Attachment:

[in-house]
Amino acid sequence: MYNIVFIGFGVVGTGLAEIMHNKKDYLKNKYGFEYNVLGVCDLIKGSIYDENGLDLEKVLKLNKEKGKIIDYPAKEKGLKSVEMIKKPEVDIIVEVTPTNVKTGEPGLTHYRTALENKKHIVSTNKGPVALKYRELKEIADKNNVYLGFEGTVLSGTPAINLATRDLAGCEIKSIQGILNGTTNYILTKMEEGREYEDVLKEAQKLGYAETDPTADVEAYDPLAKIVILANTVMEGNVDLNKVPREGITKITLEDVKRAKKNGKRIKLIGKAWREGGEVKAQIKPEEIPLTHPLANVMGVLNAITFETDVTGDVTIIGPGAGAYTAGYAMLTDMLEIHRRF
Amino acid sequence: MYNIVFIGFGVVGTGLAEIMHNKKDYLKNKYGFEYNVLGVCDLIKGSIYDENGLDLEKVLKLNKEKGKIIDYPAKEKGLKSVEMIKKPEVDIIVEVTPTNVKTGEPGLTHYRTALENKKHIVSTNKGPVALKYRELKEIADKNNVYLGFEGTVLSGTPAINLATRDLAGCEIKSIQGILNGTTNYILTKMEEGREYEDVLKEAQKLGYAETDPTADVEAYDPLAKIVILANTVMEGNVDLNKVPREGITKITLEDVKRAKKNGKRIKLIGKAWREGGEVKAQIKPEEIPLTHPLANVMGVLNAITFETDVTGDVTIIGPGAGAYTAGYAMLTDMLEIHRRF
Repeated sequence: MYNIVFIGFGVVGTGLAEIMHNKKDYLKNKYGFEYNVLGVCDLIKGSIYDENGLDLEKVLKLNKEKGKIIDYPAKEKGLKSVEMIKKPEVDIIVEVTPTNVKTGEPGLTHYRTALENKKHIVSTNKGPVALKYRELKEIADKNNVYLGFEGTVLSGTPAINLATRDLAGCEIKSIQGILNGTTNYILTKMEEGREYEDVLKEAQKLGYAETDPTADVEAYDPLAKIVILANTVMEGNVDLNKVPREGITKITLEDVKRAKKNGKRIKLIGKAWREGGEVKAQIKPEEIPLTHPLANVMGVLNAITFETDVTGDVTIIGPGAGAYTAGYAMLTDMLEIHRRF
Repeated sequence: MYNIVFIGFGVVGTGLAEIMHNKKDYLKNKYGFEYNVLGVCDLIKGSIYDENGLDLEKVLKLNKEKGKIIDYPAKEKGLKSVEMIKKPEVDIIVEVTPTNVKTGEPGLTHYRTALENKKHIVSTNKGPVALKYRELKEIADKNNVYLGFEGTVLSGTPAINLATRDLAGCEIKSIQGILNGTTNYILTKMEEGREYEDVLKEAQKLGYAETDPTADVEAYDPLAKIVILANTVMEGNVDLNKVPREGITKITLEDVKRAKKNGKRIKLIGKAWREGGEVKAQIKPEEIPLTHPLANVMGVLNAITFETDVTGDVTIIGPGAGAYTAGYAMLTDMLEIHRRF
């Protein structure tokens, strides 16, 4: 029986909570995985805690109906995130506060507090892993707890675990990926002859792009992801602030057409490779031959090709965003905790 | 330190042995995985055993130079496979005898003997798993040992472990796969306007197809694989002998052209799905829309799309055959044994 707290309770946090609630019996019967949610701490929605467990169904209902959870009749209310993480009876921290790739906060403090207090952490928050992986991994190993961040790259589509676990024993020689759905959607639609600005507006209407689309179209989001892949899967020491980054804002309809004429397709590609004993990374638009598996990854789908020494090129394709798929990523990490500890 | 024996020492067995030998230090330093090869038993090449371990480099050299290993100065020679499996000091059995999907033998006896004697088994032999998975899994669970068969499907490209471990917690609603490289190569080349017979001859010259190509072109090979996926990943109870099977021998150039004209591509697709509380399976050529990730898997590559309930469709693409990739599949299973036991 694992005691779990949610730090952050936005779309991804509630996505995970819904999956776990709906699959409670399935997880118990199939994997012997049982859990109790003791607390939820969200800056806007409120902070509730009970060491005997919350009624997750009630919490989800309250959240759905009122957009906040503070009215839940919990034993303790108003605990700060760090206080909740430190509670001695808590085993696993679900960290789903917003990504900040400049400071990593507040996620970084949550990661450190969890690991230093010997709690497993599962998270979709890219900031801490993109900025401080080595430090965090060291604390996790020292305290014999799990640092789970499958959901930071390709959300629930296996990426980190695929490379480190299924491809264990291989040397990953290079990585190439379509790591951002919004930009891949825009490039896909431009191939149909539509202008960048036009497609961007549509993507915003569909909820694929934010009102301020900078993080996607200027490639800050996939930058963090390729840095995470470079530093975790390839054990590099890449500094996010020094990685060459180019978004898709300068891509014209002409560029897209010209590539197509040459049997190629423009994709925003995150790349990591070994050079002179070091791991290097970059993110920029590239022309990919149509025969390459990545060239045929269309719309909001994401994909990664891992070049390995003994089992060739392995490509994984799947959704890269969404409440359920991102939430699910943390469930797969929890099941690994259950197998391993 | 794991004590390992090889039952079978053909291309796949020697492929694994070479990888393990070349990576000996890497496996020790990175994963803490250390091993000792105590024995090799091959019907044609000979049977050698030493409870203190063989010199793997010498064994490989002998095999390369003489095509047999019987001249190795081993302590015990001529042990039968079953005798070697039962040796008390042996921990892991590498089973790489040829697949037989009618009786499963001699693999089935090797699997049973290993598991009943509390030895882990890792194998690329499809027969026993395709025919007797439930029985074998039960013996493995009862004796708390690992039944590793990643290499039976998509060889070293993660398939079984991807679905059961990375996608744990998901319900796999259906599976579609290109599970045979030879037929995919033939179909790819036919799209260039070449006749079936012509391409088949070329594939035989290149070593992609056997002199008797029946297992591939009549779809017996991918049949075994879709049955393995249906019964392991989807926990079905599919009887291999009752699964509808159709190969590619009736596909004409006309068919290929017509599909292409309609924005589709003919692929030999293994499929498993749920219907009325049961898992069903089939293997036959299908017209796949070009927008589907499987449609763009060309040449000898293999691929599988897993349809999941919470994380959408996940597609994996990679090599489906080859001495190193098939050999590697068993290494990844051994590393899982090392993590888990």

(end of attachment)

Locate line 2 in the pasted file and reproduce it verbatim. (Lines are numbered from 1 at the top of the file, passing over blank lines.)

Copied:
Amino acid sequence: MYNIVFIGFGVVGTGLAEIMHNKKDYLKNKYGFEYNVLGVCDLIKGSIYDENGLDLEKVLKLNKEKGKIIDYPAKEKGLKSVEMIKKPEVDIIVEVTPTNVKTGEPGLTHYRTALENKKHIVSTNKGPVALKYRELKEIADKNNVYLGFEGTVLSGTPAINLATRDLAGCEIKSIQGILNGTTNYILTKMEEGREYEDVLKEAQKLGYAETDPTADVEAYDPLAKIVILANTVMEGNVDLNKVPREGITKITLEDVKRAKKNGKRIKLIGKAWREGGEVKAQIKPEEIPLTHPLANVMGVLNAITFETDVTGDVTIIGPGAGAYTAGYAMLTDMLEIHRRF